Technology is constantly changing the way we live and consume information every day — from our mobile devices to social media. Wearable technology, though, takes this trend to the next level. More specifically, seniors are benefitting from the wearable tech that allows them to live more connected, independent lives. According to Accenture research, 17 percent of Americans 65 or older use wearables to track fitness and other vitals like blood pressure or heart rate. Additionally, 48 percent of Americans in this same age group said they are willing to use wearables to track such habits. The data is clear: seniors are comfortable with technology and its benefits. But technology, specifically wearable technology, can do so much more for seniors than just track heart rate or daily steps. Let’s take a look at how wearables can help seniors live a more independent, healthy lifestyle.
Wearable technology allows seniors to receive assistance with the touch of a button — providing immediate access to daily care or emergency assistance. Additionally, it keeps them connected 24 hours a day, seven days a week, giving peace of mind to caregivers and loved ones. Connecting through cellular technology also enables nationwide coverage, ensuring help is available to them, wherever they go. An elder can gain confidence again when going to the grocery store, for example, or can enjoy an evening walk without the fear of potentially falling with no help available.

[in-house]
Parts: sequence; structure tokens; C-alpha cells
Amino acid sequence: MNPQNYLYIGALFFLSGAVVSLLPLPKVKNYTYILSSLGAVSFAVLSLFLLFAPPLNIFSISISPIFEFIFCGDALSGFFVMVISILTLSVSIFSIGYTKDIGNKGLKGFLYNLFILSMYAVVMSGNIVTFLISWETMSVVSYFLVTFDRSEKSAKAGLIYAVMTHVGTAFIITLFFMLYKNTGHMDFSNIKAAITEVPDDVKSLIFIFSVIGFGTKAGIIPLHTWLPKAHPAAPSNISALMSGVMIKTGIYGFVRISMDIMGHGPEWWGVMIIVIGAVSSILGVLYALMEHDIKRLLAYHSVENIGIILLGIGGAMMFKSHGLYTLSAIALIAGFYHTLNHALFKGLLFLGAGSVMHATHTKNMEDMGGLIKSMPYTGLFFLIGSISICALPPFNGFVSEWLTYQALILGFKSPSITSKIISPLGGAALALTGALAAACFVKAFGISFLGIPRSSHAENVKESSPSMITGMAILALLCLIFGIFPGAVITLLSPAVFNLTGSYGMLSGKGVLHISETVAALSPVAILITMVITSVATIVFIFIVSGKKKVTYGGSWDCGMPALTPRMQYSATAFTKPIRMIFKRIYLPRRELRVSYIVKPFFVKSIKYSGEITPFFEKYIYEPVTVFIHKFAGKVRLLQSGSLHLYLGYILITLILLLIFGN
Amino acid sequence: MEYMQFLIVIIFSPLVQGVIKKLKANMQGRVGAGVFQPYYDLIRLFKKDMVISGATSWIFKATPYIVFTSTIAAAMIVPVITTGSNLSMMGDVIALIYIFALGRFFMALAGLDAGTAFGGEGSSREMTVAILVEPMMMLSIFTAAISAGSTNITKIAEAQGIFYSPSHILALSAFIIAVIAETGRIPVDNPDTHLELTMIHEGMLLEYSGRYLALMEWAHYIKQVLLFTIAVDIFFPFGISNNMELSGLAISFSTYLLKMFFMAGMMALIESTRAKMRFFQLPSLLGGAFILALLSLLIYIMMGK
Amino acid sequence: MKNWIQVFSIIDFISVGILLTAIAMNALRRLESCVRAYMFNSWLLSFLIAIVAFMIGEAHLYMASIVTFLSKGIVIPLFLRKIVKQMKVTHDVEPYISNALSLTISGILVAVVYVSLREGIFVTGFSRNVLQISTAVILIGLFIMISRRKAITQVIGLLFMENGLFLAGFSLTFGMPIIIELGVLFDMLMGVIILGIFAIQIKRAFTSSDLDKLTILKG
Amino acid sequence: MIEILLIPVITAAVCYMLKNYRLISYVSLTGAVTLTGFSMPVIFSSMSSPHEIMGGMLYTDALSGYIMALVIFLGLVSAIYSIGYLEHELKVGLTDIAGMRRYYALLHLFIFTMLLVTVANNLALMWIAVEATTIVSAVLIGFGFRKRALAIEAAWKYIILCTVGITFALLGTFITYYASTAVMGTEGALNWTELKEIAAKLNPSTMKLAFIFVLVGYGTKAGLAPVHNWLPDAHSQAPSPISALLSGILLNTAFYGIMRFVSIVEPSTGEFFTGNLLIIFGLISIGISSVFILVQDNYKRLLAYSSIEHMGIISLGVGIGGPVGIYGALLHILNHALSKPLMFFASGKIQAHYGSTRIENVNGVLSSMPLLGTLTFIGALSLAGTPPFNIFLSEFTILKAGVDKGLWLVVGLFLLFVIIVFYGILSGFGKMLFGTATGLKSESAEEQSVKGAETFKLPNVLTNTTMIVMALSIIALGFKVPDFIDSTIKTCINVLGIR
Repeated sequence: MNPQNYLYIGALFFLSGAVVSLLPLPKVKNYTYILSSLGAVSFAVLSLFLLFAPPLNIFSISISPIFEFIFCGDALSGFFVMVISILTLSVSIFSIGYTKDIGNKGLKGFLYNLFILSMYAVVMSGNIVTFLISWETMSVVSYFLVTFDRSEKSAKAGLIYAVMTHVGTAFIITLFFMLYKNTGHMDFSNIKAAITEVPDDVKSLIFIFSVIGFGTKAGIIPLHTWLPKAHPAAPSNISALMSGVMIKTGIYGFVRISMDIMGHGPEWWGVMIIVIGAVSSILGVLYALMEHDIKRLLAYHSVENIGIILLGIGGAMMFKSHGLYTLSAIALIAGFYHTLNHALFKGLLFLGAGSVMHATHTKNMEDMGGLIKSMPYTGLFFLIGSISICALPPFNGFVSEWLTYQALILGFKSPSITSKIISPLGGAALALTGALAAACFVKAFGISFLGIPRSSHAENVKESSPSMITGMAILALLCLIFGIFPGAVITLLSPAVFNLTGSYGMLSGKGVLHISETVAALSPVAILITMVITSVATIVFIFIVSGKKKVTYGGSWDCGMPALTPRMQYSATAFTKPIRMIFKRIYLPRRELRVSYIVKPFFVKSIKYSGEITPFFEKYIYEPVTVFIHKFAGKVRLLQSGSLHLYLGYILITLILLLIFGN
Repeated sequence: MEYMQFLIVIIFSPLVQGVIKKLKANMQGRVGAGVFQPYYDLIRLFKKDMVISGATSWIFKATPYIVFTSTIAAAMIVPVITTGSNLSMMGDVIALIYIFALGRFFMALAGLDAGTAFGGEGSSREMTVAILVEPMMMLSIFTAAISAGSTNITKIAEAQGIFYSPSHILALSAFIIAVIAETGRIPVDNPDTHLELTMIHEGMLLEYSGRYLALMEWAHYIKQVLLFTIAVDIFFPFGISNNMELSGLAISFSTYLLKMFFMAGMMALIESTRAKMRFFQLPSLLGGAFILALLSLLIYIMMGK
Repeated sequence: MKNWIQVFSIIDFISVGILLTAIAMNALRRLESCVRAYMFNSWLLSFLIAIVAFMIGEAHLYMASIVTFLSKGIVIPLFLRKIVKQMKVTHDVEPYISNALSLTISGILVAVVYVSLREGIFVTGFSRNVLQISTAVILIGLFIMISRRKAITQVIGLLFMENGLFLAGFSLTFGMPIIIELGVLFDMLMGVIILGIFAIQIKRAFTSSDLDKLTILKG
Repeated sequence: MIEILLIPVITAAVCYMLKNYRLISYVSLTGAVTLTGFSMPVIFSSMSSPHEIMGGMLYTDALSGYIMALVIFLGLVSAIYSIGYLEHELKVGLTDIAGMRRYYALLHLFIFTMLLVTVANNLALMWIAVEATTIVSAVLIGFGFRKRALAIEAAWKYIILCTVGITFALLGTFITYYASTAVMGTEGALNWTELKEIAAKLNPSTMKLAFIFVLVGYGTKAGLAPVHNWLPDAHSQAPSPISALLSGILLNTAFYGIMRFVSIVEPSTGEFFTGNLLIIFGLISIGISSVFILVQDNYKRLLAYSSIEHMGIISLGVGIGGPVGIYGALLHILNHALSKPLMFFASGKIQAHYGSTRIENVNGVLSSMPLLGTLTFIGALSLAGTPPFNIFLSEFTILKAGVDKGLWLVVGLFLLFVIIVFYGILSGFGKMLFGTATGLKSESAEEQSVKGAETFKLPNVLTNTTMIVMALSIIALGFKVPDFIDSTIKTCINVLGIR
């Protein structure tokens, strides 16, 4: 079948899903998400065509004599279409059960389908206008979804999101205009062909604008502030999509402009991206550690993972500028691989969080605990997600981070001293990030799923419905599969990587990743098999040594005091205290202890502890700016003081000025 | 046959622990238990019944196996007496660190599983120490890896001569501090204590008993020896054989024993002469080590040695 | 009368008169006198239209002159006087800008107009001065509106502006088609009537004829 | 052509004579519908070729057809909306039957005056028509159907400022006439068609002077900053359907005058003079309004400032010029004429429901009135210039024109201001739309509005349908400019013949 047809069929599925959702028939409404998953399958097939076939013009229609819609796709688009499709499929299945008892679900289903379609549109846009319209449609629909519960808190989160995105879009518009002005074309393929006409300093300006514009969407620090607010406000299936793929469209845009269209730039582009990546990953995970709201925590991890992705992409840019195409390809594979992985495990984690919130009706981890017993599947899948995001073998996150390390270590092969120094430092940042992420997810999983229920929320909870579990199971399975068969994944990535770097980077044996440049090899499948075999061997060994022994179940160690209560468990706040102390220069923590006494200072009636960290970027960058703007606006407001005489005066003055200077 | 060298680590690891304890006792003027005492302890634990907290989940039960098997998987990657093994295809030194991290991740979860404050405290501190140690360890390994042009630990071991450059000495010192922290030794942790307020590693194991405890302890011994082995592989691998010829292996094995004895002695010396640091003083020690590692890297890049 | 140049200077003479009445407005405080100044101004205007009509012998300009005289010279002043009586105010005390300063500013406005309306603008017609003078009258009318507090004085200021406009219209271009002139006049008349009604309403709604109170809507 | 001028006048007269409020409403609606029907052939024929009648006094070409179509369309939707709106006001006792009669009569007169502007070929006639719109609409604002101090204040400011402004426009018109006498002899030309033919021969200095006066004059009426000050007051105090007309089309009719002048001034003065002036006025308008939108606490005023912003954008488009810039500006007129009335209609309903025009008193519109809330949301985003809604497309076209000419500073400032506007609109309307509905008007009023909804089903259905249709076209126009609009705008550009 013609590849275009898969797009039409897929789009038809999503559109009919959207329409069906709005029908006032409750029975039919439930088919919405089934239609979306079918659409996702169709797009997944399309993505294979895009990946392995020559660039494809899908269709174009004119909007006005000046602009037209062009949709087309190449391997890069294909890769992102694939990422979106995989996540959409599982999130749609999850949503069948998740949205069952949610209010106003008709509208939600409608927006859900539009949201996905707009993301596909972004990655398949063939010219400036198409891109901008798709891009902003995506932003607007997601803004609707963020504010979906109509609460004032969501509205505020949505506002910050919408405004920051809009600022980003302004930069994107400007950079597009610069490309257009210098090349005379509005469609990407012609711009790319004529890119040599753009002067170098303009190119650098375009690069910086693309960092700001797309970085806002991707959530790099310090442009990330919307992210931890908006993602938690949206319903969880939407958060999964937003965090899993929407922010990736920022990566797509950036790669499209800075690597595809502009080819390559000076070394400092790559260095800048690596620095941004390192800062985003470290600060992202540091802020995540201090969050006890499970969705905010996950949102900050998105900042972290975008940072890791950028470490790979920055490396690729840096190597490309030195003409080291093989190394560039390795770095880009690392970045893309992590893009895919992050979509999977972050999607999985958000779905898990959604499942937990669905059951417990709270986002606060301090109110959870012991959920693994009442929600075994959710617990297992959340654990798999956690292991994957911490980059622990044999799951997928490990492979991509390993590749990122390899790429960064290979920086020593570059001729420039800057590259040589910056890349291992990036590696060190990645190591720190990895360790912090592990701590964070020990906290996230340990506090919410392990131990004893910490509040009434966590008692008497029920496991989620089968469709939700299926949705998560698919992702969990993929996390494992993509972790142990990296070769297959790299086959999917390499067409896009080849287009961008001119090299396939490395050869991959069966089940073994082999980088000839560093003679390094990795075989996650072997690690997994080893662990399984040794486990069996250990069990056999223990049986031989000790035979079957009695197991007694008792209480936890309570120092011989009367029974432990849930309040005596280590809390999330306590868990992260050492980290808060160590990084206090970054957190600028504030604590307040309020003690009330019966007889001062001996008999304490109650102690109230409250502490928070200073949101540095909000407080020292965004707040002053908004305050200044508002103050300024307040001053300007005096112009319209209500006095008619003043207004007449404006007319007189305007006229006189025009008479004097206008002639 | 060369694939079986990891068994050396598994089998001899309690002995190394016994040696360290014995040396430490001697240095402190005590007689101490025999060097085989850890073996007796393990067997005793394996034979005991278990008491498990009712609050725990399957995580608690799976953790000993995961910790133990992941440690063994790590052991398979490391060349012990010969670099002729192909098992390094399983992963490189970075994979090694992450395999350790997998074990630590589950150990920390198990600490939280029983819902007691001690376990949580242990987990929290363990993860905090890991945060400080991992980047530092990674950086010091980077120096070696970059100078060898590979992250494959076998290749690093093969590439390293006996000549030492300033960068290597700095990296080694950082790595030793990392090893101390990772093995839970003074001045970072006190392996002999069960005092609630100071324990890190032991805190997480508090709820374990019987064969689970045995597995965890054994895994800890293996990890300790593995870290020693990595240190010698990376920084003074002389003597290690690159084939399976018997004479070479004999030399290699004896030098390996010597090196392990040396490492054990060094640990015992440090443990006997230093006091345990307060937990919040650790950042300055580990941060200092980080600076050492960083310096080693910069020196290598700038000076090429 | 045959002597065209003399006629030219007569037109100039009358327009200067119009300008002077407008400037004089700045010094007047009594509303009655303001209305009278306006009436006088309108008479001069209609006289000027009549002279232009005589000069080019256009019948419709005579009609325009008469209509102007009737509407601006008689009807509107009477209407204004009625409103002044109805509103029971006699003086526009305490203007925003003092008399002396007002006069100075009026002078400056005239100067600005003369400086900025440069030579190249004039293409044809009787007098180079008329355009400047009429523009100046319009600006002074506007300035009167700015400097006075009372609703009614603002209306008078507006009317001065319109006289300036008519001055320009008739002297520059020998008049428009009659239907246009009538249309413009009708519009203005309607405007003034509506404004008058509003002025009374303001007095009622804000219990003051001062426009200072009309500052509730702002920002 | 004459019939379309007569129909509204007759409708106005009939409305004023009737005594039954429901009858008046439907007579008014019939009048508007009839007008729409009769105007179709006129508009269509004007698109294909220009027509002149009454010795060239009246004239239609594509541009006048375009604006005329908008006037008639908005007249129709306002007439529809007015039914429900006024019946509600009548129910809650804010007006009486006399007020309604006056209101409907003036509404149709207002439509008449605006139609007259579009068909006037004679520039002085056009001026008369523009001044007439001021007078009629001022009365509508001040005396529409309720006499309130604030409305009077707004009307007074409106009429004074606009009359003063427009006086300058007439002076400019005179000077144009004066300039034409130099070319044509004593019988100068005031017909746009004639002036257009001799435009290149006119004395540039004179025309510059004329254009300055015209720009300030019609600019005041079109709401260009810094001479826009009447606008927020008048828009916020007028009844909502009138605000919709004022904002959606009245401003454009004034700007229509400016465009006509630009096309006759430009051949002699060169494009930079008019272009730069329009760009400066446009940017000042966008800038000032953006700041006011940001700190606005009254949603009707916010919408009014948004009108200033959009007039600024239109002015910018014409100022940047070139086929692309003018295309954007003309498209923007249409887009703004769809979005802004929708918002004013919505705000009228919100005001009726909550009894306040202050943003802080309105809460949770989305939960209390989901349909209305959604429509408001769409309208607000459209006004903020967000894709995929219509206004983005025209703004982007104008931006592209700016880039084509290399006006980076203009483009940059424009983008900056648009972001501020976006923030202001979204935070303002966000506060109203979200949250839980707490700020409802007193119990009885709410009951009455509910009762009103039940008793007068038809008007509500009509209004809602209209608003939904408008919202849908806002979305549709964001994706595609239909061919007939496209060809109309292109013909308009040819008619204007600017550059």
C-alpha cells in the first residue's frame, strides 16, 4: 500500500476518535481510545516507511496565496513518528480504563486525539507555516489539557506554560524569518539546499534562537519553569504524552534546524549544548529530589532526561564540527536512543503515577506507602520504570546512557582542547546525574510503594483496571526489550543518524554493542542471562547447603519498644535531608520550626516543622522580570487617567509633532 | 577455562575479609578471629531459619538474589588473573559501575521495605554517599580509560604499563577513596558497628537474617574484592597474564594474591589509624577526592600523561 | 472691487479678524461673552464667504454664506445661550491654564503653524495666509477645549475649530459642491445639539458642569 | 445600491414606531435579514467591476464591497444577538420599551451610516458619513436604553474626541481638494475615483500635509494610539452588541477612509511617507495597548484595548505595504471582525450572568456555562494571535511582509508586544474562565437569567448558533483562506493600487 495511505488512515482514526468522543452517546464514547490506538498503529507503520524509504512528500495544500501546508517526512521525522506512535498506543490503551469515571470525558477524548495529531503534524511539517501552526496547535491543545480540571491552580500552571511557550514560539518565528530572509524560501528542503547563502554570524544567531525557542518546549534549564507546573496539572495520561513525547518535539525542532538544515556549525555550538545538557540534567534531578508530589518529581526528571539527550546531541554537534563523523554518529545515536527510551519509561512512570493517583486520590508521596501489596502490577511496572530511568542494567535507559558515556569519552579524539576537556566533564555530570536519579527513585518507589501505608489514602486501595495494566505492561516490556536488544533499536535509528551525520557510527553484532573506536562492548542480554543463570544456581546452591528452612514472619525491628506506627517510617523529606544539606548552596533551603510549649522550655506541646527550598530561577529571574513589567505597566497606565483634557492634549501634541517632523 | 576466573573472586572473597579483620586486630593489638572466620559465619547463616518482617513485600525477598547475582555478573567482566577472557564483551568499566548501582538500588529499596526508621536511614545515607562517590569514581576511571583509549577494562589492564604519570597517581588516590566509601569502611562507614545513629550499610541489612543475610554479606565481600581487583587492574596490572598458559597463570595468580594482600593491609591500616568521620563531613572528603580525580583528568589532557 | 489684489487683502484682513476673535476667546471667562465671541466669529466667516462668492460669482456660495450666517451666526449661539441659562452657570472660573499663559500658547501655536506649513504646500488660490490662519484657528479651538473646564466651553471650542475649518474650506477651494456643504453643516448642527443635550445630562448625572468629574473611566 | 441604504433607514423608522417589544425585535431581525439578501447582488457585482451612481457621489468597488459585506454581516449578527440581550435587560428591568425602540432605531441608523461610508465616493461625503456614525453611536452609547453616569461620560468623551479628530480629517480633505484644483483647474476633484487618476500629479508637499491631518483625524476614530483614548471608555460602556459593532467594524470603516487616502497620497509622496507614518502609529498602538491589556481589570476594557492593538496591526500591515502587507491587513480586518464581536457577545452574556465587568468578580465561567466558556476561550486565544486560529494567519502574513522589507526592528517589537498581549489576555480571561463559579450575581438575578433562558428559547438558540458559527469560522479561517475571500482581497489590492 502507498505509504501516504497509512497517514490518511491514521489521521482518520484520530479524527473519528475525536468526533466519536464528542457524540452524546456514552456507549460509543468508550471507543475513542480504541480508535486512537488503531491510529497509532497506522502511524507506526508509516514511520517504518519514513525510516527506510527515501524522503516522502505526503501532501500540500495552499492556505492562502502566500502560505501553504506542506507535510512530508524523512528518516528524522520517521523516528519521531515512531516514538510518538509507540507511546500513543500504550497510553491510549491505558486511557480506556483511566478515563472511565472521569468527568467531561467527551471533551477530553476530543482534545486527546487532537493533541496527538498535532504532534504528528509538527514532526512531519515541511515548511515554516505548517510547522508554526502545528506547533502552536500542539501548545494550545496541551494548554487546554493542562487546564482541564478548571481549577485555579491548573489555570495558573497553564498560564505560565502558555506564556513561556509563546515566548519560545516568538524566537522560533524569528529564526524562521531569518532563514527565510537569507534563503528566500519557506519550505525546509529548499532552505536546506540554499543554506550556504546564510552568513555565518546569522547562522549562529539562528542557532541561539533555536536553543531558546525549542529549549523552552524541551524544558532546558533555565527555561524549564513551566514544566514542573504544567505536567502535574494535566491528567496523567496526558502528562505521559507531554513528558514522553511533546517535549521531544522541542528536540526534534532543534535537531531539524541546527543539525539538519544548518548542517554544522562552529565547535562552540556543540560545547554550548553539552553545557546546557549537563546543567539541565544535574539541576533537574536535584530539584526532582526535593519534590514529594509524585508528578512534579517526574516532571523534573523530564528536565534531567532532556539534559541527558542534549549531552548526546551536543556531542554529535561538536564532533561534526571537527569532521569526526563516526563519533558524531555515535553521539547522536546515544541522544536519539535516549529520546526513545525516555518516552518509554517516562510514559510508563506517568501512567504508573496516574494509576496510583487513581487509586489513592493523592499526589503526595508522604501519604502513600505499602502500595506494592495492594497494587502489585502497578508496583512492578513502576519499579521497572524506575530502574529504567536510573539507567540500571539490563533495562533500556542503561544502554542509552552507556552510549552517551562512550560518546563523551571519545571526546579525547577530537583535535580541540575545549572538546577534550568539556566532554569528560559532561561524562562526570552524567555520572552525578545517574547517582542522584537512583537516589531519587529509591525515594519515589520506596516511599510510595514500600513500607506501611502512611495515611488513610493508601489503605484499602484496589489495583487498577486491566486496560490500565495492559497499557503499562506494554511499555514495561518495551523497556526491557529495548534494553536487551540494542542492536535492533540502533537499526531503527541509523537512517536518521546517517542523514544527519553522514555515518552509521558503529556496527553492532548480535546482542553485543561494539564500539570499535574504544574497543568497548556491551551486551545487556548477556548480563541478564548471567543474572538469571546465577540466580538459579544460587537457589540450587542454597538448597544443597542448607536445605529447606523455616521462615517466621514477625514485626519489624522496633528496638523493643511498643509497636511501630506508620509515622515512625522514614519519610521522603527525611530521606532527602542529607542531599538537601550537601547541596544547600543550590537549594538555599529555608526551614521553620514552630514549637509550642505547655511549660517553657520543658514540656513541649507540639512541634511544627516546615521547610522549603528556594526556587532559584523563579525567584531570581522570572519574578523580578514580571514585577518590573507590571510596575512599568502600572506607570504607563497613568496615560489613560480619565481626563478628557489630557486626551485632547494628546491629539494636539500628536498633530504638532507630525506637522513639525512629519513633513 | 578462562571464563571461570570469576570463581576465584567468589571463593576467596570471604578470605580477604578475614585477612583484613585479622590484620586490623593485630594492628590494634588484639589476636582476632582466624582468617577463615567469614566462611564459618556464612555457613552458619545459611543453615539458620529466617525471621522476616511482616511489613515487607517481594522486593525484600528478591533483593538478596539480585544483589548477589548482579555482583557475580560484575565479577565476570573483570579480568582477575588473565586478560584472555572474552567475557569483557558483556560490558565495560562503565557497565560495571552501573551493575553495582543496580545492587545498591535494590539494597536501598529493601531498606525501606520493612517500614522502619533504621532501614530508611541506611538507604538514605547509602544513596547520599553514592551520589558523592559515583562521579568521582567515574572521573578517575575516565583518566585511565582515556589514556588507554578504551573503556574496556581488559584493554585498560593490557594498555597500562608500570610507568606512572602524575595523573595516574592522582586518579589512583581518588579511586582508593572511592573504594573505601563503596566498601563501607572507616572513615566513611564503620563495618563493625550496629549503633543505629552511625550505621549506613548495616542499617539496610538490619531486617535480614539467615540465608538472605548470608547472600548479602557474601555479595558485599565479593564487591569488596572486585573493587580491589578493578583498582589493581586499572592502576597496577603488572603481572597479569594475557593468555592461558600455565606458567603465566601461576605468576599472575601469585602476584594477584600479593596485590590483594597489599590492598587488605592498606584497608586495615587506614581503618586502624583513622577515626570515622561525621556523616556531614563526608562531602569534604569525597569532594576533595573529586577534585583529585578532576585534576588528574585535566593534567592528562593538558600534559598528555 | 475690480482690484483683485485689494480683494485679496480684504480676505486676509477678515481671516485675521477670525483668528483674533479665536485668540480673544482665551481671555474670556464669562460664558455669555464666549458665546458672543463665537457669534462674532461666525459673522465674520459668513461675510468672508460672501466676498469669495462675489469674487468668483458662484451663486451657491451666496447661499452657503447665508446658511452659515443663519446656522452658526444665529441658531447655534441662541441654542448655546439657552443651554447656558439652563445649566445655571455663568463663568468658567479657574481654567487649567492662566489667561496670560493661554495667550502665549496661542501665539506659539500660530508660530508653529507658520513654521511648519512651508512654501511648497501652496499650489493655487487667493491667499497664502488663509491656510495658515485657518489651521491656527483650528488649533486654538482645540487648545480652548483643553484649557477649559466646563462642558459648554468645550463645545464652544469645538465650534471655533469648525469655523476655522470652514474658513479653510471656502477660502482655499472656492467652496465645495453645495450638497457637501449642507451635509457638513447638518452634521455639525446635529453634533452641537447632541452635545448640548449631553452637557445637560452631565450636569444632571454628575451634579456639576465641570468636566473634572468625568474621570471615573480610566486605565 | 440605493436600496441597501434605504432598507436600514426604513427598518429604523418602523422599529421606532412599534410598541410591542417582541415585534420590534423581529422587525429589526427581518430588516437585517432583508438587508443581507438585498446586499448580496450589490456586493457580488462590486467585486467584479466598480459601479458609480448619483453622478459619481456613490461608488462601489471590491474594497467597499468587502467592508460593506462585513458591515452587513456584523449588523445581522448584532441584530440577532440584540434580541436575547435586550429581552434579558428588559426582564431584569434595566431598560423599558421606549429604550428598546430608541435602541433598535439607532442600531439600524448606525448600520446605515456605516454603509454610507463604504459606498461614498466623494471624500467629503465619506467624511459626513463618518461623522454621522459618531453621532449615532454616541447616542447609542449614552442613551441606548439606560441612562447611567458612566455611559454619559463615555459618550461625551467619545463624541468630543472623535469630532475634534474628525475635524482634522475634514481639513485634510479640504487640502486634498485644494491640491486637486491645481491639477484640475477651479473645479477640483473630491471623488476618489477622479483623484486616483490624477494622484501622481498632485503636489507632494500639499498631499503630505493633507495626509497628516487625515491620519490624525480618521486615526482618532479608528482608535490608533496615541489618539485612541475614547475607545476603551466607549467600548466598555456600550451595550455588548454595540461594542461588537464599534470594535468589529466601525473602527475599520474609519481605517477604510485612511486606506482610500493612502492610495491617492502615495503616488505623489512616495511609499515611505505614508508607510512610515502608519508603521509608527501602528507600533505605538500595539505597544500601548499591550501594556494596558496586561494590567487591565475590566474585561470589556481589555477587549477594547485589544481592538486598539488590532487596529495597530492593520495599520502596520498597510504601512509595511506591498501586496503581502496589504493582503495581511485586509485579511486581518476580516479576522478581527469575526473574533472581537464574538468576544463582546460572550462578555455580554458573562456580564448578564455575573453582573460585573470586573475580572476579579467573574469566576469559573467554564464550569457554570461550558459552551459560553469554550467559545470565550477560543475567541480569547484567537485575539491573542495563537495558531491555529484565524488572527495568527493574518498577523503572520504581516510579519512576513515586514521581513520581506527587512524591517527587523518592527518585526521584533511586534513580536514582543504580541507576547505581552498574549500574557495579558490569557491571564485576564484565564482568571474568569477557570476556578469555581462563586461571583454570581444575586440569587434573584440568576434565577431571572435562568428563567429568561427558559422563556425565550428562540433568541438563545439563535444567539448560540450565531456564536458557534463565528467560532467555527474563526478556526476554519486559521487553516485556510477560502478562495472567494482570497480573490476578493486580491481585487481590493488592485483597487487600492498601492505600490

According to a new report from MarketResearch.com, the healthcare Internet of Things market segment is poised to hit $117 billion by 2020. With this growth, actionable information is becoming more and more available through wearable data. This data allows caregivers and families to gain deeper insights and identify trends in a senior’s day-to-day life to offer proactive care options as needed, allowing them to be proactive versus reactive. An example of how this data can play a role is when someone experiences a urinary tract infection (UTI).
Typically, a UTI begins with a 72-hour window of symptoms, such increased trips to the bathroom and experienced pain when walking. If a senior is wearing a wearable device, the data around walking patterns and trips to the bathroom can be collected and recognized as potential early indicators. Caregivers are able to analyze this data and in turn, take preventive measures. $13,000 worth of potential preventive measures, to be exact, since that’s the average dollar amount for UTI hospitalization.
Wearable technology can focus on a senior’s daily habits to track typical behaviors, too. Analytics has the ability to nudge seniors when to get up and move if they’ve been sitting longer than usual, allowing them to stay on track with their daily healthy habits. In addition, notifications can help with medication and appointment reminders, or follow-ups from caregivers to support care plan success.
Sense of independence
Currently, around one million Americans live in some type of senior living community, and that number is expected to double by the year 2030. With that being said, nearly 90 percent of adults would prefer to age at home. Wearable technology and the features mentioned above allow seniors to extend their independence in the comfort of their own home. If there is a need for a senior living community, wearables play the same role in allowing seniors to manage their own time and needs on a daily basis. Wearable technology is paving the way to improve seniors daily life. With it’s extended features and easy-to-use access, seniors will begin living fuller lives more independently wherever they go.